Nawar Al-Hassan Golley, Austin: University of Texas Press, 2003. 236 pages.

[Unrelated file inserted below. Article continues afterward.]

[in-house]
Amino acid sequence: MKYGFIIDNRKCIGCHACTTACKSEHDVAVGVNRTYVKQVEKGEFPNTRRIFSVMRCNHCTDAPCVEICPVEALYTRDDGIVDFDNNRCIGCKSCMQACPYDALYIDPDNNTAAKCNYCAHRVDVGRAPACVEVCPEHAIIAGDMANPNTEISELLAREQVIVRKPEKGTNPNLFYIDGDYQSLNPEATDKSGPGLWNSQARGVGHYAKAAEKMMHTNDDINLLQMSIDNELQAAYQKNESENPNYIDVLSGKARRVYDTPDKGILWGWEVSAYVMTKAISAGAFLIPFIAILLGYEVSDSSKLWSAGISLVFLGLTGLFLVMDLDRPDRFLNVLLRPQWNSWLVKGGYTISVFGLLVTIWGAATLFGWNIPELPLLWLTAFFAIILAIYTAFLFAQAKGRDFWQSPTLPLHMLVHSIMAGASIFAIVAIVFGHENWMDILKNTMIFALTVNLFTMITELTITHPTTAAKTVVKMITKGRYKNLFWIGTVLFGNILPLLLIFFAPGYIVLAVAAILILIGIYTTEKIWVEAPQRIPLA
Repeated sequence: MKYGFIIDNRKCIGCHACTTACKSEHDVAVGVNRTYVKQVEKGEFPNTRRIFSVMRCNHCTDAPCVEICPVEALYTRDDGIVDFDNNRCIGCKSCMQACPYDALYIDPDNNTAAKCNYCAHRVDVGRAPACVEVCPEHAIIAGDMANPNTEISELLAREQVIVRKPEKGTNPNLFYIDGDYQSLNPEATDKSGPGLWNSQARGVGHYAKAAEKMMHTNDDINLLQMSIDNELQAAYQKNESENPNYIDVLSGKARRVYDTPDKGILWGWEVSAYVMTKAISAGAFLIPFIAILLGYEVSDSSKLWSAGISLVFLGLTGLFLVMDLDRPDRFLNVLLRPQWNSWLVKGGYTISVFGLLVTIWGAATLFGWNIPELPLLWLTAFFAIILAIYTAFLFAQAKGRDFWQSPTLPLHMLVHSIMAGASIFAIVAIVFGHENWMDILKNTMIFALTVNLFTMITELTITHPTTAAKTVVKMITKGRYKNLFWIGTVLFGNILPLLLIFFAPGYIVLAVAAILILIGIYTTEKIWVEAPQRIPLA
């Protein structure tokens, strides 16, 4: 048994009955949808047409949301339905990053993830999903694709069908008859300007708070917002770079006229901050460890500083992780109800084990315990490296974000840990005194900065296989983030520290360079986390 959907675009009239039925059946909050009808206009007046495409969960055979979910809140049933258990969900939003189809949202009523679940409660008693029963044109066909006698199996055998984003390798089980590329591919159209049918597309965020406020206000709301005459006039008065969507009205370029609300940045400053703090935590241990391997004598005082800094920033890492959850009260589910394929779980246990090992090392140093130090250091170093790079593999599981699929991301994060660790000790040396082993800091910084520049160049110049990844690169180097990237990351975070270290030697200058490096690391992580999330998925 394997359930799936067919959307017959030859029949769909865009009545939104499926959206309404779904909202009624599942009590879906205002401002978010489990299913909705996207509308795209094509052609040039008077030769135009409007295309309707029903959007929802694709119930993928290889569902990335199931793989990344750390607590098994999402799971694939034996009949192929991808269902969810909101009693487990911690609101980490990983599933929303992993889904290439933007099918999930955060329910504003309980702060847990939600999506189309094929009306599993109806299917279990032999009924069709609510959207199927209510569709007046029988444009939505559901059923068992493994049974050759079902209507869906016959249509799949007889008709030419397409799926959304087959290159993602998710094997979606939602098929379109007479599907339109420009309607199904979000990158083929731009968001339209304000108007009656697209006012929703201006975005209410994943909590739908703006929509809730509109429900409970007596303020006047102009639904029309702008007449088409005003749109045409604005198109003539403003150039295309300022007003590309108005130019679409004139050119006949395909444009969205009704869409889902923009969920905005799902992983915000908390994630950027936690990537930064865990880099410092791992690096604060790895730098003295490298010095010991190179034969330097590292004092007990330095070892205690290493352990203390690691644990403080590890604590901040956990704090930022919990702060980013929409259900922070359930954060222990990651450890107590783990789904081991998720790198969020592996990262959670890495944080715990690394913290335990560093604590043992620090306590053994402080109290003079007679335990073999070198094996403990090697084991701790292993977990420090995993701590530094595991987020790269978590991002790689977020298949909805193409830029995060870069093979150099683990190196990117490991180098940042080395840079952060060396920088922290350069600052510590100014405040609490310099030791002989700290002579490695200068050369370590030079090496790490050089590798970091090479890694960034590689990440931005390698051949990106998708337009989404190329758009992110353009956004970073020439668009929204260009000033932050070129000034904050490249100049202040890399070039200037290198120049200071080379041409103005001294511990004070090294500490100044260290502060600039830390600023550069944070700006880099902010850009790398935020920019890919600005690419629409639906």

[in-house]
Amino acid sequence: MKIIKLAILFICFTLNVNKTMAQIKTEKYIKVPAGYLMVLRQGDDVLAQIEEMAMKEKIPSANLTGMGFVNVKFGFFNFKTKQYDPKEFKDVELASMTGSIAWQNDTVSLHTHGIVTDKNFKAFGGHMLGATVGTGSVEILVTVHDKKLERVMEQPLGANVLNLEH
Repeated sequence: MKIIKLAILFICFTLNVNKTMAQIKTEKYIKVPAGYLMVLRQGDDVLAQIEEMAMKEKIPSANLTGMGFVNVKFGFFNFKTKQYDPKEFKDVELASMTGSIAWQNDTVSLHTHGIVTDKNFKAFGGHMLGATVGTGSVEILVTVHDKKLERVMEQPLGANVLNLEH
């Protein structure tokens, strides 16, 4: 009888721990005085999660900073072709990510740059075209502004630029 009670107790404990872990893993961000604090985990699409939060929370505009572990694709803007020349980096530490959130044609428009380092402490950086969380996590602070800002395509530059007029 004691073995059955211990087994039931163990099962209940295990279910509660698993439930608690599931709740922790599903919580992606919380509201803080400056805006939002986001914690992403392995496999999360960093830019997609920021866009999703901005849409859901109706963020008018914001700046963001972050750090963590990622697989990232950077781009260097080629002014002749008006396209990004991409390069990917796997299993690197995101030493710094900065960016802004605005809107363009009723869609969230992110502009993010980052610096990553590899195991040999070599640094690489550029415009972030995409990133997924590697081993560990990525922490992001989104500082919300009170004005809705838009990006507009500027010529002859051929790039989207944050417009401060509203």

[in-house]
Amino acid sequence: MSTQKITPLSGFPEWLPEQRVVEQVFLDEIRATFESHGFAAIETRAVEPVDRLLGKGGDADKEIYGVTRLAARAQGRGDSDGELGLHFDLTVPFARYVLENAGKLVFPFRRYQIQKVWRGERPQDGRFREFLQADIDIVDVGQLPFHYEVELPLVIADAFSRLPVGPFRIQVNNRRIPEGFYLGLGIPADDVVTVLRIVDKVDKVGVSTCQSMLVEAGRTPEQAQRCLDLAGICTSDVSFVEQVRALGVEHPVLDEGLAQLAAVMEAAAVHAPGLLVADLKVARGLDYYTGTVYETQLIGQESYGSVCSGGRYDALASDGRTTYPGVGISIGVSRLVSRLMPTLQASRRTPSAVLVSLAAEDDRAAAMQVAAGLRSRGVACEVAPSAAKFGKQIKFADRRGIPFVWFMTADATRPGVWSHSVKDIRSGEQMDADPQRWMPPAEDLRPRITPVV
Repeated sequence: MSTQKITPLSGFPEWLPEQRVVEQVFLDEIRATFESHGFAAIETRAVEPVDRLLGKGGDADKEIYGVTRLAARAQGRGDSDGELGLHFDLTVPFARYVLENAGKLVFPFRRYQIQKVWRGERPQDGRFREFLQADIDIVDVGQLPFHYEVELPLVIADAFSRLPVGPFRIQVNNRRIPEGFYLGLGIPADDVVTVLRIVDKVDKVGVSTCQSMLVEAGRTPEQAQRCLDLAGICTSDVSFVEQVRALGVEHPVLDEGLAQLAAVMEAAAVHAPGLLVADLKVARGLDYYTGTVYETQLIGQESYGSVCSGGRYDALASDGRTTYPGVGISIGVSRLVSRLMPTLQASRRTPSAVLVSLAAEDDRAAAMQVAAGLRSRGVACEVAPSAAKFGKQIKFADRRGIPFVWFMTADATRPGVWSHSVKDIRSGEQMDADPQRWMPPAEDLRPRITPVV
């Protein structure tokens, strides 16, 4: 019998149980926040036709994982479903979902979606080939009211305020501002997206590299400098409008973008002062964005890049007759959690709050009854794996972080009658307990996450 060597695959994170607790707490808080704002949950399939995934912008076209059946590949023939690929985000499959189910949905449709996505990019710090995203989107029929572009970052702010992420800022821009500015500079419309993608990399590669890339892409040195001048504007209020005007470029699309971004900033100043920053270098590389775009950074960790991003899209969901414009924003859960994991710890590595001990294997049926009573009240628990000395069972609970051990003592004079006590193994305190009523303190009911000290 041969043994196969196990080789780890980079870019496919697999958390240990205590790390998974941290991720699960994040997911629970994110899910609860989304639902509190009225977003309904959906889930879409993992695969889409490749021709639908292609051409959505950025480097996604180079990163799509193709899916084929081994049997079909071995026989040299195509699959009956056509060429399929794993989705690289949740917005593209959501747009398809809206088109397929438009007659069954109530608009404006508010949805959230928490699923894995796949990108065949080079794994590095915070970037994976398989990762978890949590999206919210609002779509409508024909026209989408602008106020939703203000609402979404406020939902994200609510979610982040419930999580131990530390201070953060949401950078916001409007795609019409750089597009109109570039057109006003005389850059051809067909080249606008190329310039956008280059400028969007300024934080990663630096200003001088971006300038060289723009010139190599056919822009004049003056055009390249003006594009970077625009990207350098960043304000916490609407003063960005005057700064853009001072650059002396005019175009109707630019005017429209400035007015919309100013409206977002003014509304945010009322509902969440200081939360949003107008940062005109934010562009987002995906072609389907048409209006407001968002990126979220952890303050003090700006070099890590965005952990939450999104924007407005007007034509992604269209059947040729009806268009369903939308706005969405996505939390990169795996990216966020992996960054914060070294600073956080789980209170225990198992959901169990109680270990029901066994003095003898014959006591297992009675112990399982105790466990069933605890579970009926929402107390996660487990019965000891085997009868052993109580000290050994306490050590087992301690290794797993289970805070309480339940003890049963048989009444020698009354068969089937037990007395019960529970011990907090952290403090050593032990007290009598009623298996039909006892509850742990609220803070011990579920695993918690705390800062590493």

In writing Reading Arab Women’s Autobiographies: Shahrazad Tells Her Story, Nawar Al-Hassan Golley’s goal is to fill a critical gap. Recent books like Marilyn Booth’s May Her Likes Be Multiplied: Biography and Gender Politics in Egypt (Berkeley: University of California Press, 2001) analyze women’s relation to biography from Zainab Fawwaz’s Scattered Pearls (1894) onward. However, any critical analysis of Arab women’s autobiography is scarce, if not non-existent. In its efforts to fill this critical gap, Reading Arab Women’s Autobiographies carves out a dual readership. Delineating past and present meanings both within and without Islam of “Arab,” “Arab world,” “hijab,” and “harem” with an eye to the non-Arab reader, Golley’s analysis of five autobiographical texts and three anthologies of women’s collected stories simultaneously participates in a conversation with other Arab women scholars about modes of text production, distribution, and the overall place of women’s autobiography within Arab feminism.